You can post comments in this post.

• How did you get the return level x-axis to be labeled “Year”? Even when I run your code I get “index.”

• Try adding xlab="Year" inside the plot function.

• That makes sense, but something in fevd doesn’t like that.

plot(mle.trend, type="rl", ylim=c(0,200),
+      main="Return Level Plot for Bärnkopf w/ MLE",xlab="Year")
Error in plot.default(y, type = "l", xlab = "index", ylab = ylb, ...) :
formal argument "xlab" matched by multiple actual arguments


Again your complete examples (data, code and graphics) are super helpful for beginners like me.

• As a matter of fact, I am using customized plotting functions for fevd objects. In this particular case, it’s not that easy to modify the plots, as the fevd function is somehow bloated, and so are its plotting functions. So, even though the code for the plots is quite simple, you have to find the correct position where you have to make your modifications. In your code, the xlab-definition gets passed on to a plot()-function where the argument xlab is already defined as xlab = "index". If you want to customize your plot, you have to modify the function plot.fevd.mle. Around line 550 you will find the actual plot function that gets called in this specific case. You can change type = "b", xlab = "Year", pch = 16 to get a similar plot to the one I used in this post. In addition, you can dig into this plotting function if you want to change colors, return levels or plot multiple fitting methods in one plot (e.g. comparison of MLE and L-moments in one plot).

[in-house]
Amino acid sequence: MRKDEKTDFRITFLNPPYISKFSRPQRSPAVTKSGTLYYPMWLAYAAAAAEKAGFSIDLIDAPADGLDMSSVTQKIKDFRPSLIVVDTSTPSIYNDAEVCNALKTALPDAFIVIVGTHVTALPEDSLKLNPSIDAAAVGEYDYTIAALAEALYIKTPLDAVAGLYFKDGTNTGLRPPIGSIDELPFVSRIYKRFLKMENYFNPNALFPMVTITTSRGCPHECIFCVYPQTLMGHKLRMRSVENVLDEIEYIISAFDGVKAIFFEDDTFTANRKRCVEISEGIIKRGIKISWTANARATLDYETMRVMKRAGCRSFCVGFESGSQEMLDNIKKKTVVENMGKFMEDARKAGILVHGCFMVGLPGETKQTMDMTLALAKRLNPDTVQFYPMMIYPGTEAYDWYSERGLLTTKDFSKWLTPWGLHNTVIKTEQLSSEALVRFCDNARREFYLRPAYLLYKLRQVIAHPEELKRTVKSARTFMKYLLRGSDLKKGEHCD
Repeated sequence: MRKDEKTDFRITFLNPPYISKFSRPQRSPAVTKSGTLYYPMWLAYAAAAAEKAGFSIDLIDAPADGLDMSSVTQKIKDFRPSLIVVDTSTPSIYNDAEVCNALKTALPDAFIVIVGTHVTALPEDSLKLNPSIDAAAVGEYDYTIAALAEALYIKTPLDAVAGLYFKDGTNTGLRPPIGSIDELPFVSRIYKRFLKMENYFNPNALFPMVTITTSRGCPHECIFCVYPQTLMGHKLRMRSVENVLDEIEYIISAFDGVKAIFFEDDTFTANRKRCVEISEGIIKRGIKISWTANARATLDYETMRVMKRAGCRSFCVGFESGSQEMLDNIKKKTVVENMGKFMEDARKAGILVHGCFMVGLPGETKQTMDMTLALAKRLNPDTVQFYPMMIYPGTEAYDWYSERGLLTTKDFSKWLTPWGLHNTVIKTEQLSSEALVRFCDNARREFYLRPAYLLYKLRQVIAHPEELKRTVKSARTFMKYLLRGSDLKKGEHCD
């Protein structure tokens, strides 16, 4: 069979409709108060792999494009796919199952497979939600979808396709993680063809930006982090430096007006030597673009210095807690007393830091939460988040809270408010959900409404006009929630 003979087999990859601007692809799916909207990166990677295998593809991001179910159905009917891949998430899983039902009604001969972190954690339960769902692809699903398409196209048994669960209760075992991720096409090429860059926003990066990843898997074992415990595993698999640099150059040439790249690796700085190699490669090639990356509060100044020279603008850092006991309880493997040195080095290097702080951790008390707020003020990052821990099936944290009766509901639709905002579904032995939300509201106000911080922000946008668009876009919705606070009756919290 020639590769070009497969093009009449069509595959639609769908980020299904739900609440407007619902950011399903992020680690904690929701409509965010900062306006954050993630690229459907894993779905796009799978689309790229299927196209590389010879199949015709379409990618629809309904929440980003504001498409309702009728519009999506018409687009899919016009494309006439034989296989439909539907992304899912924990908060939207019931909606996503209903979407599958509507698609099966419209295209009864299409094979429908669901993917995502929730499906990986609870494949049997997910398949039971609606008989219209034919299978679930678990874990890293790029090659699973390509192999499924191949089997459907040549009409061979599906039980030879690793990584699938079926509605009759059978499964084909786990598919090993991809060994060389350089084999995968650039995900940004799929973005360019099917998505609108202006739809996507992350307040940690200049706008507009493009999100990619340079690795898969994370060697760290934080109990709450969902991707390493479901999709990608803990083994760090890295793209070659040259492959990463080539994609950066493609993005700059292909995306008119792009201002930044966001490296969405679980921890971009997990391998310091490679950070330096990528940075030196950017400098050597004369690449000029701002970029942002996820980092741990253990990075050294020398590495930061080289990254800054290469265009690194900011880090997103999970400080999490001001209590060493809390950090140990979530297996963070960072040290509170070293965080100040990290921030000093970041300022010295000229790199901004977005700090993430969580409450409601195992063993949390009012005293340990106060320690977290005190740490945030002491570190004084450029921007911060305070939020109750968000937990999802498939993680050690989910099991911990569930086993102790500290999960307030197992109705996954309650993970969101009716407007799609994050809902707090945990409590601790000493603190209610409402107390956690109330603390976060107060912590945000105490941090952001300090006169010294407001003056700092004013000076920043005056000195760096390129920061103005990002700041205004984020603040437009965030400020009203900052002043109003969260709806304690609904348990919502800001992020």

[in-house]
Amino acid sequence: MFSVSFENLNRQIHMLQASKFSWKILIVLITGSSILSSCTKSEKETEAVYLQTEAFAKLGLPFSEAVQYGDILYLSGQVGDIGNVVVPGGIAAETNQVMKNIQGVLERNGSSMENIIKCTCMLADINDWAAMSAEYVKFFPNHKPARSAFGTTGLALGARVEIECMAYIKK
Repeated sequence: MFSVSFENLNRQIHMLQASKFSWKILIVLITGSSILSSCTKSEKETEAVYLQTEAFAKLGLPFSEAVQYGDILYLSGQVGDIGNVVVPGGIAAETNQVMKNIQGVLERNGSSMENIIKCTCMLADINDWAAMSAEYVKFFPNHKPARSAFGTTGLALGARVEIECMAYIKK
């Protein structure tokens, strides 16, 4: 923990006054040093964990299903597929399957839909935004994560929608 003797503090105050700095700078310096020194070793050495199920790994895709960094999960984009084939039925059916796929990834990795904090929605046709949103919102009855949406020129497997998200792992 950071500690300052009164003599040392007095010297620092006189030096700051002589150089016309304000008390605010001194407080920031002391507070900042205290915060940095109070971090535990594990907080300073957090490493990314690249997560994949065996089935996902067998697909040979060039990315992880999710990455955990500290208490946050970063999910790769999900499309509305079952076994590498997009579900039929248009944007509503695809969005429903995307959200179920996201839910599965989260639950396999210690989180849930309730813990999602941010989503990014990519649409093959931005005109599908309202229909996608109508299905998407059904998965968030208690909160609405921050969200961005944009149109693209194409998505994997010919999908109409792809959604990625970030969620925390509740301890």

• I’ve got it to work, and understand why its important, however I’m a bit lost on how the trend was removed. In other words what exactly is occurring to remove the trend from the data, or is it just applying the trend to the return levels over time.

• The trend-corrected estimation $z$ at time $t$ is obtained as $\hat{z}_{t}=y_{t}-\hat{y}_{t}+\hat{y}_{l}$, where $y_{t}$ is the measurement at time $t$ and $\hat{y}_{t}$ is the trend at time $t$ obtained from the linear trend model $\hat{y}_{t}=\beta_{0}+\beta_{1}t$, with intercept $\beta_{0}$ and slope $\beta_{1}$, and $\hat{y}_{l}$ being the trend estimate for the latest year.

This means that you (1) take each measurement, (2) subtract the estimate obtained via linear regression for said measurement, and (3) add the estimate obtained via linear regression for the last year in your time series.

• Hi there
I’m having problem with the command “read_ehyd(ehyd_url)”.
Can you please explain that command? 🙂

Tomas Hansson 6 years ago Reply

• Hi Tomas,

this is a custom function to read data from the digital hydrological archive of Austria.
It is explained in the post Reading data from eHYD using R.

Regards,
Matthias

• OK
Thank you, Matthias.

Regards,
Tomas

Tomas Hansson 6 years ago Reply *